Reflection: High Quality Task Area of a Room: Basic Practice - Section 3: Measuring (Imaginary) Rooms and Reasoning About Size

When giving the students the dimensions of the room they were to "build" with their meter sticks, I used the examples of either a classroom or a dormitory at an orphanage.  Few of the students reached the conclusion that a room that can hold 10+ students sitting criss-cross in rows may not actually be a functional space.  Those students who did realize this had some difficulty communicating this to their peers, and often became frustrated because the realized the scenario from which we were operating was, in some ways, ridiculous.  A more realistic way to conduct this lesson would be with 120 or so meter or yardsticks.  This would allow for the creation of rooms with real-world dimensions.  We did not have access to that many meter sticks, thus the smaller rooms.  This situation was a perfect environment in which to assist students in expressing their critique of the reasoning of their peers in a positive / non-derogatory way.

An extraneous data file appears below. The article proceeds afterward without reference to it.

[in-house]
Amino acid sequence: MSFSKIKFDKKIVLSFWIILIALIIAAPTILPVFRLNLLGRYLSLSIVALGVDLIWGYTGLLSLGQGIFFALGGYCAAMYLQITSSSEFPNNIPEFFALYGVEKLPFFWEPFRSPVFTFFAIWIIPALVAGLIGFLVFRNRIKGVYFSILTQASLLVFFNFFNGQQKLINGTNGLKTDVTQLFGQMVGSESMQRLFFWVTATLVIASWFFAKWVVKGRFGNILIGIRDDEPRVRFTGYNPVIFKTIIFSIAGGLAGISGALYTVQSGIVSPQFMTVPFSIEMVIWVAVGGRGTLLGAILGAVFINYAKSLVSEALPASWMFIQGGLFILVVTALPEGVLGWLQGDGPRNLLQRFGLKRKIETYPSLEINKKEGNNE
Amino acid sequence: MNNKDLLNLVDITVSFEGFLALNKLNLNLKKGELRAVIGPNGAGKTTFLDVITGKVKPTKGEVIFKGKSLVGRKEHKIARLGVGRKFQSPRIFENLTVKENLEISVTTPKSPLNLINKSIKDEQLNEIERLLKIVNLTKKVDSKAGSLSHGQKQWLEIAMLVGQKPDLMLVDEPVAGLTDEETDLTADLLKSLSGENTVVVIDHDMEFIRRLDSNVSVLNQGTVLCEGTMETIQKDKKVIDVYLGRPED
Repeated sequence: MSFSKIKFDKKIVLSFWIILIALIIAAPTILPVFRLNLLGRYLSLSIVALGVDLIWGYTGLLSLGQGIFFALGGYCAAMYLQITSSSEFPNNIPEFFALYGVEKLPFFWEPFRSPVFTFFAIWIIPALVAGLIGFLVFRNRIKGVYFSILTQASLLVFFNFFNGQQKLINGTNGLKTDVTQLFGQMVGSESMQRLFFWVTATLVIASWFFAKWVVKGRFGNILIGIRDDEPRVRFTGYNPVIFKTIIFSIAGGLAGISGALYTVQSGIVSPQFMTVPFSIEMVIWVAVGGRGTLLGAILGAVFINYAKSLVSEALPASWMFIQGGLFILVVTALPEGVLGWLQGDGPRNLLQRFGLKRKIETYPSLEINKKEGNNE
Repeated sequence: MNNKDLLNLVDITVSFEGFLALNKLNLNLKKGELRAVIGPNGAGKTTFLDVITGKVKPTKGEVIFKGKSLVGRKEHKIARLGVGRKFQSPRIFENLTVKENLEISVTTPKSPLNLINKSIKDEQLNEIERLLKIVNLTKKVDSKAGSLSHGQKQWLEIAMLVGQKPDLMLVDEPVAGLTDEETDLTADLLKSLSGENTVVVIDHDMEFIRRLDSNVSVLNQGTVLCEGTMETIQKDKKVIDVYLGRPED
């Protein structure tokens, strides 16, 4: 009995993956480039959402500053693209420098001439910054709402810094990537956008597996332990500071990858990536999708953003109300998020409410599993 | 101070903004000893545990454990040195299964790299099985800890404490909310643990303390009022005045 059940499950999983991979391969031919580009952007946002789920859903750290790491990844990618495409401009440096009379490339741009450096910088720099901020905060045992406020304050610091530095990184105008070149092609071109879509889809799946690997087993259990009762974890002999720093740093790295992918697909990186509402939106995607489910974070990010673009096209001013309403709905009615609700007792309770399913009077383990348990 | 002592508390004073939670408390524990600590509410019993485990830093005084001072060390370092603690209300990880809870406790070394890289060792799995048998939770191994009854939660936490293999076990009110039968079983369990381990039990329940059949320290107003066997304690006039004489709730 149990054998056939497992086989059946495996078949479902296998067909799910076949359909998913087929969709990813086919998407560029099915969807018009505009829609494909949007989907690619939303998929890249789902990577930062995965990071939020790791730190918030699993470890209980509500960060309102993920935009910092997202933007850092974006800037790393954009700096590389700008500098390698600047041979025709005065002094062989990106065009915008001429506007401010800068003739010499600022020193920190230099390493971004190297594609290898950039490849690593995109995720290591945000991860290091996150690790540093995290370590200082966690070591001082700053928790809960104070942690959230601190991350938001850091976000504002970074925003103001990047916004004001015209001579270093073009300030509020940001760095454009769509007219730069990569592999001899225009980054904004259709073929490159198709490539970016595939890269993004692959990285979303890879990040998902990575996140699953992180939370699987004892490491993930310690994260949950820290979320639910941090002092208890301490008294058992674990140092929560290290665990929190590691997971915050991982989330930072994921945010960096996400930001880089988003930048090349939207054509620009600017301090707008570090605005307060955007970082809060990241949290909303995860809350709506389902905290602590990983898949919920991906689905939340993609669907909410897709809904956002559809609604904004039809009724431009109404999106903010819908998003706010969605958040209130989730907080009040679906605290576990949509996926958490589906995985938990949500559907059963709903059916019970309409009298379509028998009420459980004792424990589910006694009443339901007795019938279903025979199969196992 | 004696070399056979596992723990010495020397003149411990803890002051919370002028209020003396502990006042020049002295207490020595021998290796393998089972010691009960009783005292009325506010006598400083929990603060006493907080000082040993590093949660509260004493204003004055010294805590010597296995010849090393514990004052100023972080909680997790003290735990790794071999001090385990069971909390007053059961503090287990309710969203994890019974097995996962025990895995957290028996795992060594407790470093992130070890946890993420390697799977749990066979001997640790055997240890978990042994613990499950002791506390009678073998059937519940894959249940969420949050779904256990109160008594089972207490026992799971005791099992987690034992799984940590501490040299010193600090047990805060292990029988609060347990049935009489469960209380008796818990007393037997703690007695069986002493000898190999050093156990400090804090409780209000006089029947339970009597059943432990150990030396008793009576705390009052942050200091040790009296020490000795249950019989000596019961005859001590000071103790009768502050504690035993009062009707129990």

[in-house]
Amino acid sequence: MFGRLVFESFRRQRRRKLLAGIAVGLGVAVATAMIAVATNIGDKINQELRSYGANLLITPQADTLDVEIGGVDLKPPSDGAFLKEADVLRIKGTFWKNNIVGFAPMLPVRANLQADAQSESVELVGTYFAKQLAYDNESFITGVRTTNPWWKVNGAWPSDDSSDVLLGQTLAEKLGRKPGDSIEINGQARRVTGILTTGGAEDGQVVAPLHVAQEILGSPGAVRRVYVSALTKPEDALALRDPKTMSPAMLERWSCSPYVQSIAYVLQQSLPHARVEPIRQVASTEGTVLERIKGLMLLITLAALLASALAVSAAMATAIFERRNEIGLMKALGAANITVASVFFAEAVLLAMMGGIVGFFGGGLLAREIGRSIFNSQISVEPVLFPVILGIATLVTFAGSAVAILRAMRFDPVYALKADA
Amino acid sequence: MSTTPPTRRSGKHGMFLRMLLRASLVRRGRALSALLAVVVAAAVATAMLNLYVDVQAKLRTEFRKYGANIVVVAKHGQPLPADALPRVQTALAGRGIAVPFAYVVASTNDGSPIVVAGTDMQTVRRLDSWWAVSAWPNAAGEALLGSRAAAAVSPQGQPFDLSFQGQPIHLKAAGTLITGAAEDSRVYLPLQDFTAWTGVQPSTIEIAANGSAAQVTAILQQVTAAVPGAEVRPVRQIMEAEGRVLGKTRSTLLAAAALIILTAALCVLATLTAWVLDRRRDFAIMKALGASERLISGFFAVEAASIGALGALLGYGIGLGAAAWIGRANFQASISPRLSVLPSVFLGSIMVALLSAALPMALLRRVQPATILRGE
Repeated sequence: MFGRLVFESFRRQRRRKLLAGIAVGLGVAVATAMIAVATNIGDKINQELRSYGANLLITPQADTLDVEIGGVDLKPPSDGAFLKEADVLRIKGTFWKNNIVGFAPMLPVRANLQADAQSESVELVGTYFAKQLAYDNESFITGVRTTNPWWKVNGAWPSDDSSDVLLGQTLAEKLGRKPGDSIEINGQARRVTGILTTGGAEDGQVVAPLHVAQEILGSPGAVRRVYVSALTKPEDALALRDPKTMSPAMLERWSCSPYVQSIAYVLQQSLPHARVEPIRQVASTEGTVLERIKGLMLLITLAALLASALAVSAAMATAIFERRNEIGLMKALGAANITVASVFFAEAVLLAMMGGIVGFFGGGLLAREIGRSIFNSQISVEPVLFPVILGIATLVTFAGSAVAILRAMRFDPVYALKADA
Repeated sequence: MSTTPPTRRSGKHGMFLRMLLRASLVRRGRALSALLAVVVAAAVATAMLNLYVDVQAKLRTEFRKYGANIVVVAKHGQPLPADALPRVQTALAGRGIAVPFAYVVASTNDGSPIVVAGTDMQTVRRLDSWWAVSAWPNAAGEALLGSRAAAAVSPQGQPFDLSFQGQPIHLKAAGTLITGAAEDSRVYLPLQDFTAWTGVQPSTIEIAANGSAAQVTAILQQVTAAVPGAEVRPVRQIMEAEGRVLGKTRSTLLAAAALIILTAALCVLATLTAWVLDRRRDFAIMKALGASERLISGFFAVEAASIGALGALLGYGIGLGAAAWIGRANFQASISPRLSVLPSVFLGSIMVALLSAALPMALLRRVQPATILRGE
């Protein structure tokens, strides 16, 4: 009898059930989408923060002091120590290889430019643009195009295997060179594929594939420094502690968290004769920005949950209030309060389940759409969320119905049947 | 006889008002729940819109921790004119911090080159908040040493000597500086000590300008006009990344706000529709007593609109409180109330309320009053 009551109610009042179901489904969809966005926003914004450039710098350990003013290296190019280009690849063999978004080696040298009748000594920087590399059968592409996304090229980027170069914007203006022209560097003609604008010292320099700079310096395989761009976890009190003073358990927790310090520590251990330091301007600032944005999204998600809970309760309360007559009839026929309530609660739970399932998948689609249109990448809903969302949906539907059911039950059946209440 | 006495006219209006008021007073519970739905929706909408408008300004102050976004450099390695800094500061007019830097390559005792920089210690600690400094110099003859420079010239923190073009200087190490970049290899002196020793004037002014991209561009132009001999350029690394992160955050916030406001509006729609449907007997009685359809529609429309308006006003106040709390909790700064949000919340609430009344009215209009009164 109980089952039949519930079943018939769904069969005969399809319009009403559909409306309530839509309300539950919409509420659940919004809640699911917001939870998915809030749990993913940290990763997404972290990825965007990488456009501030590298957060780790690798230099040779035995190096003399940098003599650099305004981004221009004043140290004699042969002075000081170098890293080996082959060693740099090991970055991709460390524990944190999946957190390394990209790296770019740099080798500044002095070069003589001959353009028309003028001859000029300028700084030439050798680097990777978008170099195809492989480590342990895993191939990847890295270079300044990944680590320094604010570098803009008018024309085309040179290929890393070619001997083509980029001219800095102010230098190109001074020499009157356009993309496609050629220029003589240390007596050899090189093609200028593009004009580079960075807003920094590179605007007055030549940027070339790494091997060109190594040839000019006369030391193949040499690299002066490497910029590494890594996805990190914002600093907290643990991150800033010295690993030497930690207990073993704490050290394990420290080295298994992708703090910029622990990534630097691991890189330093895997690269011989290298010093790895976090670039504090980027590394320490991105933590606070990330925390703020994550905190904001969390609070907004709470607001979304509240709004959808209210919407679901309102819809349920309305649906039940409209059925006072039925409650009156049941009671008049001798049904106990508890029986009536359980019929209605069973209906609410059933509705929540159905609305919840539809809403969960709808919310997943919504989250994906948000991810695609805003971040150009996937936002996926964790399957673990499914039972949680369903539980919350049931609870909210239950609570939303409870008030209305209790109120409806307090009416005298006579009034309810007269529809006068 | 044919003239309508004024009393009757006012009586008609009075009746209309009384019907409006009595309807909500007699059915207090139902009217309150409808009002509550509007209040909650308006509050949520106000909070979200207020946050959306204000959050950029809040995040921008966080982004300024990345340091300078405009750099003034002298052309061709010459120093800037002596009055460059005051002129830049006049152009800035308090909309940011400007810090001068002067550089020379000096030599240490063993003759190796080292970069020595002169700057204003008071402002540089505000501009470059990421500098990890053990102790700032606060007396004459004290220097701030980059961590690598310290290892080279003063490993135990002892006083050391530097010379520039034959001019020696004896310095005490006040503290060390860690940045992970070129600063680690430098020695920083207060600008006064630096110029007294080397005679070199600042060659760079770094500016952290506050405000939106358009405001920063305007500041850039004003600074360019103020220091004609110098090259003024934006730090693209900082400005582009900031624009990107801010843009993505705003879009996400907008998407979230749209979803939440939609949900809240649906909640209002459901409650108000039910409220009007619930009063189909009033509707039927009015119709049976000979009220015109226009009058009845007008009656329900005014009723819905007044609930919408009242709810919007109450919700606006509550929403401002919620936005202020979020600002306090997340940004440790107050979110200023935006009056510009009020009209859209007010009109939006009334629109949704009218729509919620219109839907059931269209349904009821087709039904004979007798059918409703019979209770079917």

Additionally, it was interesting and informative to watch the children reason with each other about which dimensions were the best choice for a particular room. (For example, which room is a better classroom, a 4 x 5 room or a 2 x 10 room?)  I worked hard not to interject, and instead asked questions that prompted them to further elaborate upon their thinking, such as, "I hear Devin say that a 5 x 4 room would be better as a classroom than a 2 x 10 room because kids could walk around more easily.  I see that Sidney disagrees.  What is it that you prefer about the 2 x 10 room Sidney?"

Critiquing the Reasoning of Others (MP3)
High Quality Task: Critiquing the Reasoning of Others (MP3)

Area of a Room: Basic Practice

Unit 14: Area and Perimeter
Lesson 2 of 8

Big Idea: Creating rooms with different dimensions but the same area improves understanding of multiplicative principles.

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72 minutes

Jennifer Valentine

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